When a huge meteor blazed across the sky over the Russian city of Chelyabinsk in February, dashboard cameras in Russians' cars weren't the only eyes on the sky recording the event.
Weather satellites operated by the US as well as countries in Europe and Asia also captured the meteor's fall, and astronomers have now gone back to cull those data, tracing a debris trail in enough detail to allow them to reconstruct the object's trajectory and orbit, according to a new study.
In case of the Chelyabinsk event, scientists had already worked out the meteor's trajectory and calculated an orbit using videos from Russia dashboard cams. But their success in now replicating that feat with satellite data represents a promising new tool. After all, not every meteor will streak through the sky in a region filled with dash cam, and this new method could help scientists predict potentially damaging meteor strikes in the future.
It's important to establish an object's orbit, because astronomers can look along that orbital path to see if the first object to arrive has others coming in behind it – and, if so, what sort of risk they present. This is especially true when the meteor arrives without warning, as the Chelyabinsk meteor did, researchers say.
The vast majority of Chelyabinsk-scale objects, which can inflict significant damage, remain undiscovered, notes Donald Yeomans, a researcher at NASA's Jet Propulsion Laboratory in Pasadena, Calif., who manages NASA's Near-Earth Object Program Office.
In principle, weather satellites could help fill big geographic gaps in the ability to directly observe impactors, says Steven Miller, deputy director of the Cooperative Institute for Research in the Atmosphere at Colorado State University in Fort Collins, who led the team that conducted the study..
Dr. Yeomans agrees. “The satellites can see where ground-based observers can't, and the satellite coverage would be far more complete than the observations from ground-based observers.”
Moreover, the satellites can provided information on the energy released via the near-infrared and heat sensors they carry.
The upshot: If weather-satellite providers could add the kind of analysis Dr. Miller and his colleagues performed, astronomers would have a better handle on the numbers of these smaller objects striking Earth and better understand the kinds of orbits they occupy, Yeomans writes in an e-mail.
The information would also help guide researchers to impact sites, where they could hunt for fragments and analyze them, he adds.
Indeed, last Wednesday, divers helped retrieve a rock weighing more than 1,250 pounds out of Lake Chebarkul. The rock is thought to be a fragment of the Chelyabinsk meteor.
The original object is thought to have been a small asteroid, tipping the scales at roughly 12,000 tons, according to estimates from NASA. Nearly 60 feet wide, the meteor exploded 14.5 miles above the city, The shock wave from the air burst shattered windows throughout the Chelyabinsk region, injuring nearly 1,500 people. Another, larger asteroid buzzed Earth 16 hours later, passing within 17,200 miles of the planet – inside the orbits of geostationary satellites.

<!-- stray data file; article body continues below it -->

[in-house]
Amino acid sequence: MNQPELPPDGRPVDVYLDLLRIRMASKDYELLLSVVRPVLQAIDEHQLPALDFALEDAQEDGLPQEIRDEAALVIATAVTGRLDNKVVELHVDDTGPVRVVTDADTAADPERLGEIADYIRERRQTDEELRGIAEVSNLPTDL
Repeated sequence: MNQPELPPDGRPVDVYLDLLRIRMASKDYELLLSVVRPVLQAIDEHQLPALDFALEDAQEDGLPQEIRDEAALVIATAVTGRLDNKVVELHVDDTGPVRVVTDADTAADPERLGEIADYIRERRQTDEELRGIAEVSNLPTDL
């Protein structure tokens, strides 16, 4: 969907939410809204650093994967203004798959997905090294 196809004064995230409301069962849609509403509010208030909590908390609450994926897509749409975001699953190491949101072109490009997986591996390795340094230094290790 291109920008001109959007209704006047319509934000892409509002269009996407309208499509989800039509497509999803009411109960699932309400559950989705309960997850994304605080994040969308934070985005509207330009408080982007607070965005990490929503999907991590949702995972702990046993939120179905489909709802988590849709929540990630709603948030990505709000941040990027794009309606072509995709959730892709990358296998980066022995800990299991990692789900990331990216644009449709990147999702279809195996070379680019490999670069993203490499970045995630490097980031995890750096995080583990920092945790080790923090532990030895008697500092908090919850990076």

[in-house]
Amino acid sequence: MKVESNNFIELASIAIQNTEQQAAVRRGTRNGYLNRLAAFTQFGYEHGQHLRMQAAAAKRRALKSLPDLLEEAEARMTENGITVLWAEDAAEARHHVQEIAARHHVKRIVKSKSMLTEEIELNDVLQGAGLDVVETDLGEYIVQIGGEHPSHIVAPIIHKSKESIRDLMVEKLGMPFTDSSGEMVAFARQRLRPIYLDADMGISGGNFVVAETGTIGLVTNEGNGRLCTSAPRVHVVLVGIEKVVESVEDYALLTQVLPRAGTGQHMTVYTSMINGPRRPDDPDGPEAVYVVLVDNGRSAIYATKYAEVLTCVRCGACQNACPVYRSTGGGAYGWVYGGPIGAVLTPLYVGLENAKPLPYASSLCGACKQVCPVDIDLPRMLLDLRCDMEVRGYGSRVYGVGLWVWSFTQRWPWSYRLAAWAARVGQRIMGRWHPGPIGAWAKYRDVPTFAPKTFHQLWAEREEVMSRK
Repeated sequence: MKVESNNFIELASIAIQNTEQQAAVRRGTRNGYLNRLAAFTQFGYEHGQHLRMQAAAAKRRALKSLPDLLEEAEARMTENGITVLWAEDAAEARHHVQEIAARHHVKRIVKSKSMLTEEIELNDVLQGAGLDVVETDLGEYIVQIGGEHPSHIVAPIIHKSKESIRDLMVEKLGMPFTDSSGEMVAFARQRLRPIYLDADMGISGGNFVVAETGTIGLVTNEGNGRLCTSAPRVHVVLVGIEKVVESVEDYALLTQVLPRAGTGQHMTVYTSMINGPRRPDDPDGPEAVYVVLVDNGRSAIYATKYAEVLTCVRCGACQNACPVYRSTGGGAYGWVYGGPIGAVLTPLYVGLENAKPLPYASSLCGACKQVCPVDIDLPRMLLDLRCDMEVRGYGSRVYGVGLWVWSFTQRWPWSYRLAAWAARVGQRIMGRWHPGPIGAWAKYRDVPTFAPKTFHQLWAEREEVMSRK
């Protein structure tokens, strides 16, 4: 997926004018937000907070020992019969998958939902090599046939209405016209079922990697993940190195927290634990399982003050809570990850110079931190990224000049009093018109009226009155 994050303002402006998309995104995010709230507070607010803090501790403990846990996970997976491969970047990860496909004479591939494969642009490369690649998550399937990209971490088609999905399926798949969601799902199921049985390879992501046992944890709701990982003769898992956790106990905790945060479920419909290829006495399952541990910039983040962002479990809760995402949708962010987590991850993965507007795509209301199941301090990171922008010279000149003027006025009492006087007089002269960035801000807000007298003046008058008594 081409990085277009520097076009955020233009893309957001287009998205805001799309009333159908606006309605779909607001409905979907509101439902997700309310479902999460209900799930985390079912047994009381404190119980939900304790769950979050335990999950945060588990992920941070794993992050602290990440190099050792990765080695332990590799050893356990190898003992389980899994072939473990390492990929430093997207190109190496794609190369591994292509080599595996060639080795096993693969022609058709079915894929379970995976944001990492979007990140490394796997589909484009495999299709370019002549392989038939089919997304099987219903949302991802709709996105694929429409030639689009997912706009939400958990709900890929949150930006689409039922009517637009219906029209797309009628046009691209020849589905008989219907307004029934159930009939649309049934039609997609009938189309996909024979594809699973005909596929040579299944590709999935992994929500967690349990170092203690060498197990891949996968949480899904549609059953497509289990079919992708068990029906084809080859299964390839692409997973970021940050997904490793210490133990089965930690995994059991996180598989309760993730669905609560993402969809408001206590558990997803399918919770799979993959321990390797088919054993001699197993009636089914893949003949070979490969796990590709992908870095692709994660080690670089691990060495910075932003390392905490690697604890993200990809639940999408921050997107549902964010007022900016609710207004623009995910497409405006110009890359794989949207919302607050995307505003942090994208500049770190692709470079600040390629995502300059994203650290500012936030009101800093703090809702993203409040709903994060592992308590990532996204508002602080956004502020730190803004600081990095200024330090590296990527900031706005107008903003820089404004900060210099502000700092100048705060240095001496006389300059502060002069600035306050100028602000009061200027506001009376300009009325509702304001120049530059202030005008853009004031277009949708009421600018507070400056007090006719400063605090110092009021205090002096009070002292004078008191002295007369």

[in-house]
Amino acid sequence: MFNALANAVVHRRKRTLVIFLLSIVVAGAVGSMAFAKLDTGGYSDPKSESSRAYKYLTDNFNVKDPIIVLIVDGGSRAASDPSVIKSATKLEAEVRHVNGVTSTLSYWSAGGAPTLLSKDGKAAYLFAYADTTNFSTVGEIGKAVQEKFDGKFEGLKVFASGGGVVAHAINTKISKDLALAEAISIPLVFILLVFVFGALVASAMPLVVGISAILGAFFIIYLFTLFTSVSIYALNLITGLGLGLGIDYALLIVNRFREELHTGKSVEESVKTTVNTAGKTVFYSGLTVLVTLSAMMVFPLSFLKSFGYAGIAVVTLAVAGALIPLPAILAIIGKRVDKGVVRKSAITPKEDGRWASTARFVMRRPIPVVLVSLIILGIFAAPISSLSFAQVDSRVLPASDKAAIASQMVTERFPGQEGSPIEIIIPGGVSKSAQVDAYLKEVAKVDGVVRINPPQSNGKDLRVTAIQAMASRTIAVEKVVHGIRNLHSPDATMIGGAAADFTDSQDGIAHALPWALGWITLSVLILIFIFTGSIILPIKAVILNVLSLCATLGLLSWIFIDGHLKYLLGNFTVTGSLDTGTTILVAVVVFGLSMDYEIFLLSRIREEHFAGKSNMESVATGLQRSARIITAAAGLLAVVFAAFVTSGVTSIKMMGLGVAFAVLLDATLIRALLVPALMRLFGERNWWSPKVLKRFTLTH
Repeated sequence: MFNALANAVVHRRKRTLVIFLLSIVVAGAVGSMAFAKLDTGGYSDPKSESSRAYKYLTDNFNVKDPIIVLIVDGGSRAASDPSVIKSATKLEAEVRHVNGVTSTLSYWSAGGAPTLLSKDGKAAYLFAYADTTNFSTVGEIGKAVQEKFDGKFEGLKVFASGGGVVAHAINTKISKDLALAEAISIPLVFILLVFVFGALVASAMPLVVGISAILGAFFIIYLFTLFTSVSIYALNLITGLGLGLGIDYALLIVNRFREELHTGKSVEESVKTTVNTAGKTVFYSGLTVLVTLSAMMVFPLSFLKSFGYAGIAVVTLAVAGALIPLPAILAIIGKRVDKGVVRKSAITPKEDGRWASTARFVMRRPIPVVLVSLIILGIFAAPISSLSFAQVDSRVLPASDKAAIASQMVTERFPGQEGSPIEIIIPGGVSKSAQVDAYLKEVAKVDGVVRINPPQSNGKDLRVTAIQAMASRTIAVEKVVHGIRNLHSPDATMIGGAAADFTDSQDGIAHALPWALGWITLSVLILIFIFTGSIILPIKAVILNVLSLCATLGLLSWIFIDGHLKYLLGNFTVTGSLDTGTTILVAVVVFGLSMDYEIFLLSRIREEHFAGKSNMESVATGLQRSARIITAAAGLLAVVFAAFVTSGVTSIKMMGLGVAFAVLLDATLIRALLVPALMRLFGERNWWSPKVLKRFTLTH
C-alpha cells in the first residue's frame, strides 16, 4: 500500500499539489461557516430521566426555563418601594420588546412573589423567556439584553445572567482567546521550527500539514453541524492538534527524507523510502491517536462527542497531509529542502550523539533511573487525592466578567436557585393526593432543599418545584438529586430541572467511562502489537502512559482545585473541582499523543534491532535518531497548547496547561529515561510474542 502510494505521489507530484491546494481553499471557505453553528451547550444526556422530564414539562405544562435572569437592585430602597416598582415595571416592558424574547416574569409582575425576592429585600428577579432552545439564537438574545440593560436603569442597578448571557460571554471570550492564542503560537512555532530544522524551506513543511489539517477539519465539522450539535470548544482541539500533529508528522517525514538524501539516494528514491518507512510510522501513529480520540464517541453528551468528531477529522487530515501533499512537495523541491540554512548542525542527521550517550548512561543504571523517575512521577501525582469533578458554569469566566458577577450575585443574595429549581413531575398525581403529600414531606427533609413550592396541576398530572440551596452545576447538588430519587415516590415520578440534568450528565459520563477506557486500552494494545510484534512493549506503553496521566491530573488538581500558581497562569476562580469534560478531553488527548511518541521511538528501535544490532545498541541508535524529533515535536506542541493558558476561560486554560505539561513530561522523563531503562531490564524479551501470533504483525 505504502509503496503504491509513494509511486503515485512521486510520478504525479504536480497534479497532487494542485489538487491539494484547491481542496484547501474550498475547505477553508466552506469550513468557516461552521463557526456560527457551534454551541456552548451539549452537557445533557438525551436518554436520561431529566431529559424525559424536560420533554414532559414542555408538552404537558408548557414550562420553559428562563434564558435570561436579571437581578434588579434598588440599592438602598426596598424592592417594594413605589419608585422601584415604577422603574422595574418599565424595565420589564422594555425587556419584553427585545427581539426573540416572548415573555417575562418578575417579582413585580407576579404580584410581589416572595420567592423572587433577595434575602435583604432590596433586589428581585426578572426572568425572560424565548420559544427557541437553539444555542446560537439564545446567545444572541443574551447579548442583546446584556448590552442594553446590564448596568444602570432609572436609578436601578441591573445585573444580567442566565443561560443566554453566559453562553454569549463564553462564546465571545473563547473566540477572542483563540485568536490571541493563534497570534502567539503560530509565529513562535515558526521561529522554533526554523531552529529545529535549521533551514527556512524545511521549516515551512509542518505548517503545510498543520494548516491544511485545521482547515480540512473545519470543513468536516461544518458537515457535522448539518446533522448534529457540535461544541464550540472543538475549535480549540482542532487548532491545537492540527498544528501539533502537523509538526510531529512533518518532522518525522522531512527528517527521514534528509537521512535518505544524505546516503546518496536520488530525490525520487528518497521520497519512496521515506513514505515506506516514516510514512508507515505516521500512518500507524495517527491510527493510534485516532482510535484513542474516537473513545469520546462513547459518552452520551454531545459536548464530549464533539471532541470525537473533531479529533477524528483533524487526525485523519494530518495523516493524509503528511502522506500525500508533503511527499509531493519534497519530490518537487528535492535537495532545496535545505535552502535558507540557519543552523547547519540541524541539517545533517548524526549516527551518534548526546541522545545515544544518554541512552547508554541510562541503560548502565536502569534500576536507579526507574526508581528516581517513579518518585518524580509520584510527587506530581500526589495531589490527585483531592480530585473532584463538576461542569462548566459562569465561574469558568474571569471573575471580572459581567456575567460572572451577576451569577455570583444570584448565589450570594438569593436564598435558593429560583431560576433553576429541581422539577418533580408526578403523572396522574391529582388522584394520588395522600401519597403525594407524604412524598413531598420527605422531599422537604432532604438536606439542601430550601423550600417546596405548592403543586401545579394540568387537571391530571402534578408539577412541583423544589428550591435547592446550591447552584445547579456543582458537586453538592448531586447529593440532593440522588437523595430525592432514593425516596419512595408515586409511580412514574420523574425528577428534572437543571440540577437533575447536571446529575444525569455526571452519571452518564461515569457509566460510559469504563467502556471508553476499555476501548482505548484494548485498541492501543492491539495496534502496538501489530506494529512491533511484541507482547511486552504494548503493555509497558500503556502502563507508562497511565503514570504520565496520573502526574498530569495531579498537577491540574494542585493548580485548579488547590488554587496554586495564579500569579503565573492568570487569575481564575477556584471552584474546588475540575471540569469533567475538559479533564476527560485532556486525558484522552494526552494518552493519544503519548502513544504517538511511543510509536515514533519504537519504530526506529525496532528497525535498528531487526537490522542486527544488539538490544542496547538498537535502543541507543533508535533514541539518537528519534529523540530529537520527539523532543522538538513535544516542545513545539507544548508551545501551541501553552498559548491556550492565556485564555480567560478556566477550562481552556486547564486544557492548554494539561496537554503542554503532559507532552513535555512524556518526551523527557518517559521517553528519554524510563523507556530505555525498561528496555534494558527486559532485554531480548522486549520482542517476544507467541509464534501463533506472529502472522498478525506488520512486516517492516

Miller, a satellite meteorologist, says that once he convinced himself that the videos appearing on the evening news that night weren't a hoax, he immediately thought to check whether weather satellites had picked up the event.
The trail of debris the meteor left in its wake “looked very much like the aircraft contrails that we see in the sky all the time,” he says. He and colleagues hunted for images from weather satellites that covered the area at the time.
Miller and four colleagues from Colorado State, the University of Wisconsin, and the National Oceanic and Atmospheric Administration selected images from two satellites – Europe's Meteosat-9 for the higher-altitude view and a Pentagon weather satellite for the view from low-Earth orbit. Both captured the streak of debris, including a feature dubbed the turret. It's akin to mini thunderhead that formed as the meteor exploded, its heat forming a convective cloud above the debris trail and giving the trail the look of a worm with a mole on it.
Each satellite viewed the event from a different angle, so Miller's team has to adjust for that. When the researchers did that, they found that their best estimate of the track carried the shattered remains of the meteor over Lake Chebarkul and closely matched the track researchers had estimated earlier from the dash-cam videos.
Miller notes that weather satellites are not optimized to include meteor hunting on their agendas. Still, they can be harnessed for the task, he says. A new generation of weather satellites will be even better, he suggests.
For instance, the US is building four news weather and environmental satellites known by their acronym GOES-R. They will carry lightning detectors that could double as meteor detectors, Miller says. Unlike the instruments on the satellites Miller's team tapped, these lightning detectors relay their data to Earth as soon as the data are taken. This would speed the ability of scientists to answer some of their initial questions about a Chelyabinsk-like event or larger.